Alexander McQueen ‘Savage Beauty’ Catalog - Sneak Peek

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Photo: courtesy of The Met

Alexander McQueen Sarabande dress, Spring/Summer 2007.

Models bear all kinds of burdens in the name of fashion: excruciating footwear, perpetual dieting, skin-ravaging makeup. But headlessness? This might be a first.

For the catalog that chronicles “Alexander McQueen: Savage Beauty,” the upcoming Costume Institute exhibition at the Metropolitan Museum of Art, photographer Solve Sundsbo shot the pieces in the exhibition on real models rather than mannequins.

Though the Costume Institute typically prohibits garments from being worn after they’re acquired by the museum, the real-life model images were manipulated so they only looked like mannequins, for an eerie effect.

“You are not certain whether it is real or fake,” Andrew Bolton, curator of the exhibition, told the New York Times.

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Photo: courtesy of The Met

Alexander McQueen Irere dress, Spring/Summer 2003.

Four models, including Polina Kasina, were covered in an alabaster acrylic paint by M.A.C. that reportedly didn’t rub off on the clothes. Strings were then tied around their limbs to mimic the joints of a mannequin, and the models’ heads were removed digitally.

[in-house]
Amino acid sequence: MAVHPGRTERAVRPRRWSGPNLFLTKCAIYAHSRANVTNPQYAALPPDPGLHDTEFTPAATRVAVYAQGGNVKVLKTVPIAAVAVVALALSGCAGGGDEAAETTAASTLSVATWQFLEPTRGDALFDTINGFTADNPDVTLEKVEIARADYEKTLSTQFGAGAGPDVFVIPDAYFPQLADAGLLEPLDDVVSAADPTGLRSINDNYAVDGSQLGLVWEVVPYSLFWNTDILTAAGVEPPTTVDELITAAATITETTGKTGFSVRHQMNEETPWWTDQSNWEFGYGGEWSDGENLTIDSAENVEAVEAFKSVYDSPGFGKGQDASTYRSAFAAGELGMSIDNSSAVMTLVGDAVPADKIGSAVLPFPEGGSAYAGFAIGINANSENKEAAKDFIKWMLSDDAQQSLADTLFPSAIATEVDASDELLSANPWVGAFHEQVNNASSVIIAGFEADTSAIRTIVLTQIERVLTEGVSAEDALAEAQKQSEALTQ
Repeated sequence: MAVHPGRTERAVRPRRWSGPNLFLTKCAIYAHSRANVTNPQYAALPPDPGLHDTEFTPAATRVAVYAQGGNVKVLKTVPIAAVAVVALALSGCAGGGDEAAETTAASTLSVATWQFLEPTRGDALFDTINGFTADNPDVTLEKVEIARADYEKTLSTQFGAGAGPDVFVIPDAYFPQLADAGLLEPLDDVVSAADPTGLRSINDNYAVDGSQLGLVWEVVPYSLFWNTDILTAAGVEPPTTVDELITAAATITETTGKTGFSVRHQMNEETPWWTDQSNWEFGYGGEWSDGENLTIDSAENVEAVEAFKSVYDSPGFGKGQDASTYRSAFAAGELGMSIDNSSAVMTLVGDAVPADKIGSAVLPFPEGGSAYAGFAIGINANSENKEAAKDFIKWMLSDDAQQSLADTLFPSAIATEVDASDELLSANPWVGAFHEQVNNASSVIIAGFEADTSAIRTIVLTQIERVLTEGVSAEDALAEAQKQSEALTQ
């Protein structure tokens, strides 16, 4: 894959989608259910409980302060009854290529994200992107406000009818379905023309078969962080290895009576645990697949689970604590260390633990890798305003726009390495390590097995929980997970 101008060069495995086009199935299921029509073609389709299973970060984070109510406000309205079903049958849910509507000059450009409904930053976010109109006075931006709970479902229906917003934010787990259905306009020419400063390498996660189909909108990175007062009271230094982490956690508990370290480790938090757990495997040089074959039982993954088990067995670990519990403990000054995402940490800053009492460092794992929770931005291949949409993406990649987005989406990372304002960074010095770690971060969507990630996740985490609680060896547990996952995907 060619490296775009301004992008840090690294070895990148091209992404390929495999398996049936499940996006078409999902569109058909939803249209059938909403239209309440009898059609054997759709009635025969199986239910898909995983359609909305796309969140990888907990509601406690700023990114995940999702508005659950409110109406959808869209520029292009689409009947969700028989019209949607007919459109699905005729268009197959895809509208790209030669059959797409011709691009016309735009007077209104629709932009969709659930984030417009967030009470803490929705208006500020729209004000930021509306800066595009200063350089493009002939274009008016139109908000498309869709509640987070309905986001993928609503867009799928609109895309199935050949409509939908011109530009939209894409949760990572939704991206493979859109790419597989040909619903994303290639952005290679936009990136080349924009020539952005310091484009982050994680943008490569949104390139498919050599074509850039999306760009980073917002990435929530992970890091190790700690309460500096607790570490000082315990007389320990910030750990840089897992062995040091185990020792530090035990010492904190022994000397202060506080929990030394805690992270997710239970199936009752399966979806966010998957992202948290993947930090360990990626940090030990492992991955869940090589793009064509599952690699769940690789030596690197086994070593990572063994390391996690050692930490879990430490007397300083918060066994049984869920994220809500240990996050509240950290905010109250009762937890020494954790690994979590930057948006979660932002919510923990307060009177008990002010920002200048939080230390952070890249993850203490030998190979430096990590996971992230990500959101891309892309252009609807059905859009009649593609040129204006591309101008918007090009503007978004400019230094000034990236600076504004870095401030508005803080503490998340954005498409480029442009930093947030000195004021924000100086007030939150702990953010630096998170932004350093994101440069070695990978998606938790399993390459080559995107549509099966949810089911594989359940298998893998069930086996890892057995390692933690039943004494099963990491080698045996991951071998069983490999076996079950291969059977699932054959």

The result? Dresses are seen on forms which, at first glance, would be assumed to be mannequins, but with lifelike, human contours and movement. That the white paint rubbed off a bit at places like the models’ hands and underarms, showing just a hint of skin underneath, makes the effect all the more ghostly.

“Alexander McQueen: Savage Beauty” opens May 4 and the corresponding catalog is available for pre-order now.

Meanwhile, see why Lady Gaga thinks Alexander McQueen is continuing to work through her